Project #09 - Water Drop Photography

Another stuck at home idea for those who want to try something creative in the comfort of your own home. This should be something that you can easily put together with stuff that you already have, so lets go through it!

Equipment & Setup

In order to take your water drop photos, you will need your usual camera and lens, tripod and flashes (preferably 2, but 1 would still work). In terms of lens, I used the my macro lens to make sure I can fill the frame as much as possible but you can probably do with any lens that you have got. I would recommend using a longer focal length as it would allow you to have a narrower field of view. 

I have set up my shot as follow

The flashes are set up on both side of the water as above and they are firing towards the backdrop to get the colour in the photo. You can create a colourful image by choosing a colourful backdrop. I have used 2 flashes to get a well lit and balanced image but one will definitely suffice. 

The water drop is coming from a bag as you can see above and you can get the water dripping down by poking a tiny hole at the bottom. The size of the hole will dictate the drip size and also the frequency of the water droplets, so I recommend starting with a small hole and increase the size if needed. 

Settings & Shootings

Once you have set up you scene, all you need to do is to get the composition that you want and the focus right. You will most likely be at a close focusing distance due the small size of a water drop, so depth of field will definitely be a problem, it will be a fine tuning process to get the right aperture for you camera and lens combo. For you reference, my shots are taken at ISO100 with 1/320 sec shutter speed (due to camera sync speed) and at f/32 which gives me a bit more depth of field to work with. Both flashes are on 1/16 power (TTL should also work but if you are using manual flashes, don't forget to increase the power output when you are closing down the aperture).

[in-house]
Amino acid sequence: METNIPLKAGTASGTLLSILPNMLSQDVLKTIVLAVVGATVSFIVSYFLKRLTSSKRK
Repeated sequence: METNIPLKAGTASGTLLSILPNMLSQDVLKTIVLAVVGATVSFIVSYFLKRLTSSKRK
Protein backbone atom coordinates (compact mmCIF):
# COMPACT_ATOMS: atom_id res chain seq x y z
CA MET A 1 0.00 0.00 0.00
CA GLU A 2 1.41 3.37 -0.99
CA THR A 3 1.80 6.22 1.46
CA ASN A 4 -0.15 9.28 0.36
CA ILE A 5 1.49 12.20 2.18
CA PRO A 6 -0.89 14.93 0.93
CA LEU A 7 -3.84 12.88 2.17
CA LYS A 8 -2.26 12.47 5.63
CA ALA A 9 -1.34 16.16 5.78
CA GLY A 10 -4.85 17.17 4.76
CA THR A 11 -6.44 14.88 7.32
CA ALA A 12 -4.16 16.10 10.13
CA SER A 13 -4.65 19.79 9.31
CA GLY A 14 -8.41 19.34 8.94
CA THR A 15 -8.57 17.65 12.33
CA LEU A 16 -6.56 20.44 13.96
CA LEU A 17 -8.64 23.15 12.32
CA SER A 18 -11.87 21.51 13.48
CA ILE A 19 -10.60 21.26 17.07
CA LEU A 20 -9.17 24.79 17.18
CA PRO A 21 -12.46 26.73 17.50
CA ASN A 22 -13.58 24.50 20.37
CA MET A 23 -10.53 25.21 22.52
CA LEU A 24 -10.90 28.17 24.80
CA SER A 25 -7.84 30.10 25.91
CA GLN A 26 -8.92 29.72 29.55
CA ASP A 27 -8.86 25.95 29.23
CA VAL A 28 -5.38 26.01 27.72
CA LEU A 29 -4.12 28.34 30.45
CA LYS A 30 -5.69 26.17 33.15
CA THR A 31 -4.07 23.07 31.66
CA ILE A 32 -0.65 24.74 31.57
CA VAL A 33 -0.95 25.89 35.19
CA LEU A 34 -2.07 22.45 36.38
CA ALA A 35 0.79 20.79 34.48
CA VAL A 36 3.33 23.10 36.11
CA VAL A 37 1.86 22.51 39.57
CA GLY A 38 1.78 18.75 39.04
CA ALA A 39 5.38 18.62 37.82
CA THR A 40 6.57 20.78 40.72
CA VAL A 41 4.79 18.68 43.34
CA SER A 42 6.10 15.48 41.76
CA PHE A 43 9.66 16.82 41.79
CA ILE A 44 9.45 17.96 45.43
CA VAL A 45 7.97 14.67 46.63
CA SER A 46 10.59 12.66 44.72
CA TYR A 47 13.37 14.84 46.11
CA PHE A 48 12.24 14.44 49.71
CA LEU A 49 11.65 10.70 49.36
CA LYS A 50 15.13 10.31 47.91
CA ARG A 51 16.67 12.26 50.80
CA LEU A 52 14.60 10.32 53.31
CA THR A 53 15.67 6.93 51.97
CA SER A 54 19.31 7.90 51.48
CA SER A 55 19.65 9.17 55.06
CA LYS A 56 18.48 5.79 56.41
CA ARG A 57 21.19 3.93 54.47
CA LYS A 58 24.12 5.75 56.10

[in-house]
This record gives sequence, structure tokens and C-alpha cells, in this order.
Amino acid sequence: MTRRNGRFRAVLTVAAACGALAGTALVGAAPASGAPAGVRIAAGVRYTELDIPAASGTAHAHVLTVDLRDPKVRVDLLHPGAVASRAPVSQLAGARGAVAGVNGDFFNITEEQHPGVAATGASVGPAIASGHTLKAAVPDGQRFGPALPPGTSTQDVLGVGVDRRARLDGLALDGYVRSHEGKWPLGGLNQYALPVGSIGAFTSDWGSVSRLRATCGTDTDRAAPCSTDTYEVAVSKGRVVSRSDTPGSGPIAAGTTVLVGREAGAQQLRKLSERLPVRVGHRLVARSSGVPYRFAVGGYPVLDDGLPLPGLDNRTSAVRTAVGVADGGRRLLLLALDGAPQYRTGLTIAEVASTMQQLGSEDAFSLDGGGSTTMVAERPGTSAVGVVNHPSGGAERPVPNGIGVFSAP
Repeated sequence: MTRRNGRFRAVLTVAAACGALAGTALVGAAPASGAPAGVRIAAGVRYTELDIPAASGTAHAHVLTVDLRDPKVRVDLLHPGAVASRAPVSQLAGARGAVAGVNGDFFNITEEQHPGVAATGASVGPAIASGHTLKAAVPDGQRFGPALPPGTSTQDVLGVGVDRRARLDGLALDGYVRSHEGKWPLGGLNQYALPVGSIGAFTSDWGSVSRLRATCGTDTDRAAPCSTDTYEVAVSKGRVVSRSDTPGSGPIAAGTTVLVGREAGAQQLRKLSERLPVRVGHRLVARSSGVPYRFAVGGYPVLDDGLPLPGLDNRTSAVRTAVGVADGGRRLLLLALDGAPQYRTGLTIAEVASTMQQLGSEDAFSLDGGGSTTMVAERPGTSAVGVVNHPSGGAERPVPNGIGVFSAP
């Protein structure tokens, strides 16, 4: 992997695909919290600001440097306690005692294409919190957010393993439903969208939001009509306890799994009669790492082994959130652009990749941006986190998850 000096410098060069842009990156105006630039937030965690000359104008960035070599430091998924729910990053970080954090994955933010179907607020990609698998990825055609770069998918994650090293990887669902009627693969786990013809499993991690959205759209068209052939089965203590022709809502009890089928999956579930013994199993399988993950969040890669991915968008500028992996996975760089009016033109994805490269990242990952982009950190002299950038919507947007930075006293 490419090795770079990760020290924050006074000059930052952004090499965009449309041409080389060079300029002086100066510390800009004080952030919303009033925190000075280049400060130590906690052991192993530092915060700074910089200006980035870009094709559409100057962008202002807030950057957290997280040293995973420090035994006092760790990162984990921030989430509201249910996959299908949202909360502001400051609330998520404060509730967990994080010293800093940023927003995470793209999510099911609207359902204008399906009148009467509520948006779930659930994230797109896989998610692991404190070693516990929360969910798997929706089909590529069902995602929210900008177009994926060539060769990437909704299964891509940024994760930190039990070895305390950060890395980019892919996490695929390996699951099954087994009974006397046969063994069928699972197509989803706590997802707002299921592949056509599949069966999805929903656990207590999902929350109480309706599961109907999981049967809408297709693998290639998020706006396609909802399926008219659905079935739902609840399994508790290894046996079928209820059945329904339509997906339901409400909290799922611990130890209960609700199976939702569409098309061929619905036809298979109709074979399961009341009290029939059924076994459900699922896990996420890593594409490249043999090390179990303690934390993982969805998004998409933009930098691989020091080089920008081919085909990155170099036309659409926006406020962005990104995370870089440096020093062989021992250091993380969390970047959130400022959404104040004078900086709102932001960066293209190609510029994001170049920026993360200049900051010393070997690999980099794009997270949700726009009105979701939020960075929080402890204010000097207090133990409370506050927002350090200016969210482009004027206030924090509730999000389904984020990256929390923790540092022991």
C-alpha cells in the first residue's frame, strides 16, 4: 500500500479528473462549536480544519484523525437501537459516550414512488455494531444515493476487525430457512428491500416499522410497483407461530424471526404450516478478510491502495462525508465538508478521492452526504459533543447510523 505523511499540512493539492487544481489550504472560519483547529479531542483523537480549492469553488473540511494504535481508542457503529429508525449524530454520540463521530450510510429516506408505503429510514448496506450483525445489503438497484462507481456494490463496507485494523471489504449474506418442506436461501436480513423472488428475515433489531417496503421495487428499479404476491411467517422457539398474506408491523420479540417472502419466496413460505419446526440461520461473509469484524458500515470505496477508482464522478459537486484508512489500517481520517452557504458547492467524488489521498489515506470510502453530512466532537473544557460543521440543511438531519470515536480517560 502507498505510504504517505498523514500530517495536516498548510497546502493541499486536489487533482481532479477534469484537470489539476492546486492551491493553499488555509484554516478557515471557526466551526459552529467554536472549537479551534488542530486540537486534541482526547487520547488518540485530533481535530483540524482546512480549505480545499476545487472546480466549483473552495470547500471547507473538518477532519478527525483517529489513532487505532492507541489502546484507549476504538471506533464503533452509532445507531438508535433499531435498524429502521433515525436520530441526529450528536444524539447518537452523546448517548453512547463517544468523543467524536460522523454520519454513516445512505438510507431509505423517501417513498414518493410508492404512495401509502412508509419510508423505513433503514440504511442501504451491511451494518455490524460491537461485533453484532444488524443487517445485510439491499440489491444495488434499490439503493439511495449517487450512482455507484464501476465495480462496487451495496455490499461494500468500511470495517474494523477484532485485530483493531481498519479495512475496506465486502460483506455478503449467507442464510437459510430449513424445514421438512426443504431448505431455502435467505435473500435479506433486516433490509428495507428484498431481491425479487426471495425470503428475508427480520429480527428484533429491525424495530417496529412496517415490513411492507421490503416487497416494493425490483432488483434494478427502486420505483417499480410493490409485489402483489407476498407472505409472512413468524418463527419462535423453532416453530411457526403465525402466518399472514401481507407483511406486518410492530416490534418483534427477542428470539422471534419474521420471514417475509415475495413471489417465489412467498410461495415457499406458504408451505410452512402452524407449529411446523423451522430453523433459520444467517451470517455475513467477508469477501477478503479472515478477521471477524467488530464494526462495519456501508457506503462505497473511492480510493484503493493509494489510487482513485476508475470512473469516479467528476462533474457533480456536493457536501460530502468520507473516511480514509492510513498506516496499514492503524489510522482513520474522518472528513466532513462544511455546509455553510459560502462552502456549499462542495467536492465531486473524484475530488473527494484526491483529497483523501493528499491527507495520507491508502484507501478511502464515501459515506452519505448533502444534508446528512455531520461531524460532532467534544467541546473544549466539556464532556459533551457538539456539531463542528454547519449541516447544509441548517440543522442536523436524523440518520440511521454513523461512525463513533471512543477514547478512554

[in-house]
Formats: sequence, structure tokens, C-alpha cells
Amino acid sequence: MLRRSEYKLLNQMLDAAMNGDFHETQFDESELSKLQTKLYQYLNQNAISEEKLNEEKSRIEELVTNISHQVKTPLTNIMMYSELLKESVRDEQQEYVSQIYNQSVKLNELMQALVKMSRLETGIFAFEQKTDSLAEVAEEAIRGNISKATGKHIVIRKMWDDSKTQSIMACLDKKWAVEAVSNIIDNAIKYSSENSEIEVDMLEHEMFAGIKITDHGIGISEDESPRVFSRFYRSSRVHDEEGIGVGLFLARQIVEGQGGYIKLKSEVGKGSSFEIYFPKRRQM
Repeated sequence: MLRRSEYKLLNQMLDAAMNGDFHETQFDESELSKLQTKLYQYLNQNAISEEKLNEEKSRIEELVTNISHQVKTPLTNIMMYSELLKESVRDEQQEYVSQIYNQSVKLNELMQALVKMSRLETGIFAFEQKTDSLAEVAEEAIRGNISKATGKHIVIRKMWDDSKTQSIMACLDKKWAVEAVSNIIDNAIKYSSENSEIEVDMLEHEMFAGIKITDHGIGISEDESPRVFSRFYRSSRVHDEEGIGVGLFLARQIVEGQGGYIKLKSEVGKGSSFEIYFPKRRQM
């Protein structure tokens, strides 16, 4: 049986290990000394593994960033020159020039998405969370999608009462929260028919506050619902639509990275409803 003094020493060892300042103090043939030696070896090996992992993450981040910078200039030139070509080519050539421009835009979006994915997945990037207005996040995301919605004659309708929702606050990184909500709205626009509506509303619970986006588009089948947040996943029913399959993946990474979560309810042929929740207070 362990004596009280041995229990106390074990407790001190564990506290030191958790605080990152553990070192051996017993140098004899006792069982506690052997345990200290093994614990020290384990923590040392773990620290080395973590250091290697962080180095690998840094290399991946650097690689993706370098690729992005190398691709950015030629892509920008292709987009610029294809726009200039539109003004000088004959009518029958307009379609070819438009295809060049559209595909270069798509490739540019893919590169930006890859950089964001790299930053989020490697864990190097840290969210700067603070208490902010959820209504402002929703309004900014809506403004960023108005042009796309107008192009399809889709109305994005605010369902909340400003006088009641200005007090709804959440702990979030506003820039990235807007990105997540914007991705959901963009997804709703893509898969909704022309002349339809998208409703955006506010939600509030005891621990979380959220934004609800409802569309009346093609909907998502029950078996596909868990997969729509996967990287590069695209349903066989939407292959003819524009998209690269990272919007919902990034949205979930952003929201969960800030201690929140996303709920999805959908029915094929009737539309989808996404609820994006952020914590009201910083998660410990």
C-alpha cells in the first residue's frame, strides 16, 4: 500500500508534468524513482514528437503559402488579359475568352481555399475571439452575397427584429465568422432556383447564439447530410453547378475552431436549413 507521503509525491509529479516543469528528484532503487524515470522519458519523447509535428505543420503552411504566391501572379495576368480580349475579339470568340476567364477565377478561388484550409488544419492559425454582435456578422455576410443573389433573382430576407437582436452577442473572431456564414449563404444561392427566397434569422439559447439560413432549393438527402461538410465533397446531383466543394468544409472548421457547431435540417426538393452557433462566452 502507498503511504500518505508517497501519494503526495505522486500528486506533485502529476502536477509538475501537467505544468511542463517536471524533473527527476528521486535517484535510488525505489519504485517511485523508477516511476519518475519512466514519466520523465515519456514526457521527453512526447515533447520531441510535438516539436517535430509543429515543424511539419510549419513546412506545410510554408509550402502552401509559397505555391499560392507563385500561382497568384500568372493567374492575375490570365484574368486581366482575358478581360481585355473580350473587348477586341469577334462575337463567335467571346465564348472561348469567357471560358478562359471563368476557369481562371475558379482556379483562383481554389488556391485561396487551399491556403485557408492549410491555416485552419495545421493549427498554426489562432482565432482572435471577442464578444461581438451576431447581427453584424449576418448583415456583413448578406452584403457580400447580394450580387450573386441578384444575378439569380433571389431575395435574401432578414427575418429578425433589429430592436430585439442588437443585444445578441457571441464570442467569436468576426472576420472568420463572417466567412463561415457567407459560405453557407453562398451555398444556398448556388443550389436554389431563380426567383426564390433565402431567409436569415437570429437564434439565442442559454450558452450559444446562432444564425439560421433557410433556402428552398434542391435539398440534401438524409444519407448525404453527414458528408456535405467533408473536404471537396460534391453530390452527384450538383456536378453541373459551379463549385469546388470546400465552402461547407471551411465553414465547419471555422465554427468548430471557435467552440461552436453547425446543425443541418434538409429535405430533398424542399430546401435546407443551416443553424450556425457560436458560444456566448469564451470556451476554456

Once you have get the settings and lighting sorted, then all you need to focus on (pun intended) is the water drop. Getting sharp focus is very important for this type of photography and you can fine tune it once you start shooting. A handy tip is not to hang the bag too high as that will lead to more variation on where the water drops will fall. It will probably takes lots and lots of photos to get the one that you like and if you can get the frequency just right, you might be able to get a shot of two droplets colliding like this. 

Post Processing

There are plenty of post processing you can do with these photos, but I will just go through some basic ones that I think we can all handle pretty easily. 

As you can see, my backdrop was yellow but my pictures are blue and that's all down to post processing. Change the white balance allow you to easily manipulate the colours. I have chosen to use a plain colour backdrop because it was easy to find and it allows me to change colour very easily. As you can see, getting the lighting right in the first place makes post processing a lot easier. You can see my specific edits in the above picture which maybe able to give you a starting point but it is important to note that every photo should be edited individually so you will have to play around to get it to your liking. 

Final thoughts

Stuck at home doesn't mean that you can't create interesting images and I hope this will inspire you to go and shoot some great photos.

Thank you for reading and feel free to drop me a comment if you any questions. As always, please check out my portfolio if you want to see more, you can also find previous blog posts here. If you enjoy my photos, you can check out the online store too! Also, if you have any suggestions on what you want me to shoot next, feel free to leave a comment below and I will show you how I do it. 

Until next time!